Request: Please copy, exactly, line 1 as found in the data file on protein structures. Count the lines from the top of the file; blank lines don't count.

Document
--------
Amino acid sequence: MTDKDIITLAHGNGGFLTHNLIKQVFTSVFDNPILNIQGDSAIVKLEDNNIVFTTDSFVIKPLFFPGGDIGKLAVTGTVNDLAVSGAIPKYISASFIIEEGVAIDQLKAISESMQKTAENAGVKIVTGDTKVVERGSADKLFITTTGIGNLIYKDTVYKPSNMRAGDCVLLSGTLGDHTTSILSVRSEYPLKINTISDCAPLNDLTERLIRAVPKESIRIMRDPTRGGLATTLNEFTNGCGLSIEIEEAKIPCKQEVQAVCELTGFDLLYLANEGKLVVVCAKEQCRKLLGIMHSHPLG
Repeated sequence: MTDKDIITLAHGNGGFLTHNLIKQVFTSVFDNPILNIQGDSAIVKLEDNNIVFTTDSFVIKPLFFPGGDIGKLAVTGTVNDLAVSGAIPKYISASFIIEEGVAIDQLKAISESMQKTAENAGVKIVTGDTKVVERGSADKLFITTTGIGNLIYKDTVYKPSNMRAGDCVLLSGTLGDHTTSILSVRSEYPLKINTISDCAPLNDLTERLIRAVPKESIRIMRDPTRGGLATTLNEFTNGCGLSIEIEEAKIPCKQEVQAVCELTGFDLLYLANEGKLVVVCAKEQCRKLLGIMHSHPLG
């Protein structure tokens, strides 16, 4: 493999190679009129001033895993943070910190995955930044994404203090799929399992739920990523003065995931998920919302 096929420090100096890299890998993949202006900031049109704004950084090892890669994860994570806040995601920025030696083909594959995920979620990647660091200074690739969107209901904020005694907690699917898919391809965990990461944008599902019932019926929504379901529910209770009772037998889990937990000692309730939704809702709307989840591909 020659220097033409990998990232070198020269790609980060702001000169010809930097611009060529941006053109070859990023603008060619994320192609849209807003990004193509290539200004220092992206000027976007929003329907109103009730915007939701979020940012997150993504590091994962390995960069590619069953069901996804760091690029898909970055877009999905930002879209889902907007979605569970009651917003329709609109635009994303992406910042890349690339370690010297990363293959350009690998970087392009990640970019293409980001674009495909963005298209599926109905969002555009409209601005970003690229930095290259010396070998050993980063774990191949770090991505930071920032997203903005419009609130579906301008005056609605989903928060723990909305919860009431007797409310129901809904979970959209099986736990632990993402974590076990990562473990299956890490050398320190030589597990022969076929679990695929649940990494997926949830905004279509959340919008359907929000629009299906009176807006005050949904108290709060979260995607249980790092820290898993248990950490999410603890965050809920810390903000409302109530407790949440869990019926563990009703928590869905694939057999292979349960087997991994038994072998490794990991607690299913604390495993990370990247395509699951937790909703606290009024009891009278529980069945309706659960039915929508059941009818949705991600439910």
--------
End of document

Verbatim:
Amino acid sequence: MTDKDIITLAHGNGGFLTHNLIKQVFTSVFDNPILNIQGDSAIVKLEDNNIVFTTDSFVIKPLFFPGGDIGKLAVTGTVNDLAVSGAIPKYISASFIIEEGVAIDQLKAISESMQKTAENAGVKIVTGDTKVVERGSADKLFITTTGIGNLIYKDTVYKPSNMRAGDCVLLSGTLGDHTTSILSVRSEYPLKINTISDCAPLNDLTERLIRAVPKESIRIMRDPTRGGLATTLNEFTNGCGLSIEIEEAKIPCKQEVQAVCELTGFDLLYLANEGKLVVVCAKEQCRKLLGIMHSHPLG